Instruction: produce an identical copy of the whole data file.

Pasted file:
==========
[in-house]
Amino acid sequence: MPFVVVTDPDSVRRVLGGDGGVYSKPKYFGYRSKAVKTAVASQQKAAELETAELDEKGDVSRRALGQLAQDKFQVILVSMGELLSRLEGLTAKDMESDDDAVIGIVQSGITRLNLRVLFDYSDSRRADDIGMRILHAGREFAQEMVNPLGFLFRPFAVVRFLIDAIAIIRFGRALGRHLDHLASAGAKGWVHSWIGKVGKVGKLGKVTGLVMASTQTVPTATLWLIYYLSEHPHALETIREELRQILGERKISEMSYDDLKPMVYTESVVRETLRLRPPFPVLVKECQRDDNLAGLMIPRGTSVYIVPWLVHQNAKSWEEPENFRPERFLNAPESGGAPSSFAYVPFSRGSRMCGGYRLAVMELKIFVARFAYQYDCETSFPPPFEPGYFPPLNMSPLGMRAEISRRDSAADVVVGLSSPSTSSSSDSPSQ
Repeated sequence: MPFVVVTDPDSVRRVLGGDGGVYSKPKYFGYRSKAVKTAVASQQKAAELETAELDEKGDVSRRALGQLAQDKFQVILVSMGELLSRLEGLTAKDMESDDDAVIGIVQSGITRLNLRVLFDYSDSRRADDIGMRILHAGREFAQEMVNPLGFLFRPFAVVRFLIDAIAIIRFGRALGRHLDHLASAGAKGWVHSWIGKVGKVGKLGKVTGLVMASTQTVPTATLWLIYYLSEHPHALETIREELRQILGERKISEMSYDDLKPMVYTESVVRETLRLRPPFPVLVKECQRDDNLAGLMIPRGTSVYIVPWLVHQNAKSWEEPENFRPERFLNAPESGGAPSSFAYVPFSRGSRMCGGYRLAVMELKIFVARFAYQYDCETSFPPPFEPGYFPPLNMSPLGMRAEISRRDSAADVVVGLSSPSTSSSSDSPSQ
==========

[in-house]
Amino acid sequence: MPFVVVTDPDSVRRVLGGDGGVYSKPKYFGYRSKAVKTAVASQQKAAELETAELDEKGDVSRRALGQLAQDKFQVILVSMGELLSRLEGLTAKDMESDDDAVIGIVQSGITRLNLRVLFDYSDSRRADDIGMRILHAGREFAQEMVNPLGFLFRPFAVVRFLIDAIAIIRFGRALGRHLDHLASAGAKGWVHSWIGKVGKVGKLGKVTGLVMASTQTVPTATLWLIYYLSEHPHALETIREELRQILGERKISEMSYDDLKPMVYTESVVRETLRLRPPFPVLVKECQRDDNLAGLMIPRGTSVYIVPWLVHQNAKSWEEPENFRPERFLNAPESGGAPSSFAYVPFSRGSRMCGGYRLAVMELKIFVARFAYQYDCETSFPPPFEPGYFPPLNMSPLGMRAEISRRDSAADVVVGLSSPSTSSSSDSPSQ
Repeated sequence: MPFVVVTDPDSVRRVLGGDGGVYSKPKYFGYRSKAVKTAVASQQKAAELETAELDEKGDVSRRALGQLAQDKFQVILVSMGELLSRLEGLTAKDMESDDDAVIGIVQSGITRLNLRVLFDYSDSRRADDIGMRILHAGREFAQEMVNPLGFLFRPFAVVRFLIDAIAIIRFGRALGRHLDHLASAGAKGWVHSWIGKVGKVGKLGKVTGLVMASTQTVPTATLWLIYYLSEHPHALETIREELRQILGERKISEMSYDDLKPMVYTESVVRETLRLRPPFPVLVKECQRDDNLAGLMIPRGTSVYIVPWLVHQNAKSWEEPENFRPERFLNAPESGGAPSSFAYVPFSRGSRMCGGYRLAVMELKIFVARFAYQYDCETSFPPPFEPGYFPPLNMSPLGMRAEISRRDSAADVVVGLSSPSTSSSSDSPSQ